In terms of tournaments won and world rankings achieved, Elena Baltacha's career did not compare with those of so many great players in British tennis history. However, the impact she had on the lives of those she touched will last longer than the shine on any trophy. Baltacha's natural warmth and positive outlook on life, which was never compromised by the physical problems she had to overcome, inspired everyone around her.
Although the former British No 1 had retired from competition at the end of last year, her death from liver cancer at the age of just 30 will leave a huge gap in British tennis. She had already prepared for a life post-retirement by setting up her own tennis academy for under-privileged children and was the sort of character who would have wanted to remain involved in the sport at many levels.
The very fact that Baltacha became the best player in her country and reached No 49 in the world rankings was a remarkable achievement given that she had been diagnosed at the age of 19 with a chronic liver condition, primary sclerosing cholangitis, which affects the bile ducts. Thereafter she had to take 10 pills a day and had to be careful with how hard she pushed herself in training. In 2006 she also had surgery on a prolapsed disc and for the rest of her life suffered from back problems. In her latter years her career was further interrupted by surgery for ankle bone spurs.
"Bally" (pronounced like "Sally"), as she was known throughout tennis, was born in the Ukrainian capital of Kiev. She came from a family of high sporting achievers. Her father, Sergei, played football for the Soviet Union, winning 49 caps, and her mother, Olga, represented the country in both the pentathlon and heptathlon.
Baltacha was five when the family moved to Britain after her father joined Ipswich Town from Dynamo Kiev. Within two years they had settled in Scotland after Sergei signed for the Perth club, St Johnstone.
It was while growing up in Scotland that Baltacha's tennis talent began to emerge, although she did not take up the sport until she was 10. One of the first to take notice was Scotland's national tennis coach, Judy Murray. The mother of Andy and Jamie Murray remained close to Baltacha throughout her life and was her captain when she played in Britain's Fed Cup team.
Although not the most naturally gifted of players, Baltacha made the best of her ability through her dedication and steely resolve. Despite her warmth off the court, she could be ferocious on it. She had natural strength and was a formidable opponent to have on the other side of the net.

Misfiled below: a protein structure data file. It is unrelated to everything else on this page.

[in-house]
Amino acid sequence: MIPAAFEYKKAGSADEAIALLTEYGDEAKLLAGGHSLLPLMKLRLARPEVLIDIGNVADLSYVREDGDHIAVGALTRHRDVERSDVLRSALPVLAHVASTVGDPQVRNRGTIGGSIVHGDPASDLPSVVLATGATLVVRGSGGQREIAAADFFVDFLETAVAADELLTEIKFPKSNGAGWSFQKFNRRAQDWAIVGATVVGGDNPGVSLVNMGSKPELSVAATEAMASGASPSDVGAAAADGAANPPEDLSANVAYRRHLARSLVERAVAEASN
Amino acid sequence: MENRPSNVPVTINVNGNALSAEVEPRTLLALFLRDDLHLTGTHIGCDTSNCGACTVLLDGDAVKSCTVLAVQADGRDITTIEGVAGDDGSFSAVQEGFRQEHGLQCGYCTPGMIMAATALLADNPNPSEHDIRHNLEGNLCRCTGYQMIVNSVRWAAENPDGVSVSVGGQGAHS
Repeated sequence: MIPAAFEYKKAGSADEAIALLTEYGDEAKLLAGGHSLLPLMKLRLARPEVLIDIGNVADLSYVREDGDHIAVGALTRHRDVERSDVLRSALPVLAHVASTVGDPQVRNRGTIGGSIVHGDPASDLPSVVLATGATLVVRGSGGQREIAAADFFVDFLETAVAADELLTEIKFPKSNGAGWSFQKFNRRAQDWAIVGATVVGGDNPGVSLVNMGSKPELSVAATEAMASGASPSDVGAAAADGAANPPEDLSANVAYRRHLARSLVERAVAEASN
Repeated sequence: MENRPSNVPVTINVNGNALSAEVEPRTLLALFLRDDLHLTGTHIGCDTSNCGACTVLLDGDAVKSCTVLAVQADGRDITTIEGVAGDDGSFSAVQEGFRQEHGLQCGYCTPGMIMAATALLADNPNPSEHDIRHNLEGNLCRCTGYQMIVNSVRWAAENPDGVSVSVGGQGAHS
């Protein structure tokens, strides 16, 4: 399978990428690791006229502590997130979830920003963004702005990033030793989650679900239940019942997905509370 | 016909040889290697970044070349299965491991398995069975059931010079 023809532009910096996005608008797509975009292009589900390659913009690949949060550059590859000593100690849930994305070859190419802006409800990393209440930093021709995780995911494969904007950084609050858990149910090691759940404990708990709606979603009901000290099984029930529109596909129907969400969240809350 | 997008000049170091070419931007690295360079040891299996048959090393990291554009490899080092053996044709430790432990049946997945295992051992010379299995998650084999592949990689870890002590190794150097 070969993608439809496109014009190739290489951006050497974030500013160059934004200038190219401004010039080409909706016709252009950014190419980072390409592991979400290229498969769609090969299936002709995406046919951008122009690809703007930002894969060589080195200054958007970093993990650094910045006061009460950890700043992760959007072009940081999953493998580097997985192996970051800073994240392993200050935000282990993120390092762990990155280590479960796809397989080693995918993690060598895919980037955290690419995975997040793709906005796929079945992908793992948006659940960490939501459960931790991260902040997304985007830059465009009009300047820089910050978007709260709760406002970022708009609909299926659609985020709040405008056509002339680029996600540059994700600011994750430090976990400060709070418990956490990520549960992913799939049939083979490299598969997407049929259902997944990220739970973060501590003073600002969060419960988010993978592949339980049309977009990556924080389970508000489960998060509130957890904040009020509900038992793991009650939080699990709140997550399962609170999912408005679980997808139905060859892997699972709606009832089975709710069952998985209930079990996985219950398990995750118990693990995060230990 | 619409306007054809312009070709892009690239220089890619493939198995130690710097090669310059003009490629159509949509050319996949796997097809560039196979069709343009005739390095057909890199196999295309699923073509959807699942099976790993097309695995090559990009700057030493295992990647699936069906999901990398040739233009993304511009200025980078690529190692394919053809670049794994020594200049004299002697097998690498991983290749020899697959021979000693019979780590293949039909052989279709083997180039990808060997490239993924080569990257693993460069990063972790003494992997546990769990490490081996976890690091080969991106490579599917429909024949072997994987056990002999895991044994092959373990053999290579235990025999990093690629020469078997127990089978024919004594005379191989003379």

Having made her breakthrough as a teenager, when she was coached by Alan Jones, Baltacha played in the qualifying tournament for Wimbledon at the age of 16. Two years later she enjoyed one of her most famous victories at Wimbledon, beating the No 32 seed, Amanda Coetzer, who was ranked 258 places above her.
Baltacha played in the main draw at Wimbledon 12 times, won 15 titles on the International Tennis Federation circuit and reached the last 32 at three Grand Slam tournaments, twice at the Australian Open and once at Wimbledon.
She enjoyed her most consistent success in her late twenties after teaming up with Nino Severino, who initially helped with her physical training and eventually became her coach. The couple became devoted to one another and married in December last year, shortly after her retirement. Her liver cancer was diagnosed the following month.
Baltacha reached her career-high world ranking of No 49 in 2010 and was the British No 1 for 132 weeks between 2009 and 2012. If she prospered during a comparatively fallow period for British women's tennis, she was always kept on her toes by her great rival, Anne Keothavong, with whom she vied for the top spot in Britain.
A mainstay of the British Fed Cup team for 12 years, Baltacha played in 39 ties for her country. One of her proudest moments came in 2012, when she represented Britain in the Olympic Games at Wimbledon.
Having spent most of her childhood north of the border, she was bitterly disappointed not to represent Scotland at the 2010 Commonwealth Games in Delhi. She had been due to play but followed medical advice and withdrew because of an outbreak of Dengue fever.
Baltacha never made much money from tennis but was more than happy to plough what she had into the Elena Baltacha Academy of Tennis, which she founded in Ipswich in 2010 with the aim of giving under-privileged children a chance to play the sport.
The academy will be one of the institutions to benefit from the "Rally For Bally" next month. On 15 June Andy and Jamie Murray, Martina Navratilova, Tim Henman and Greg Rusedski will be among those who will take part in charity mixed doubles matches at the pre-Wimbledon grass-court tournaments at Queen's Club in London, Edgbaston Priory in Birmingham and Devonshire Park in Eastbourne. It will be a great coming-together for British tennis – the sort of occasion Bally herself would have loved.
Elena Sergeevna Baltacha, tennis player: born Kiev 14 August 1983; married 2013 Nino Severino; died Ipswich 4 May 2014.Reuse content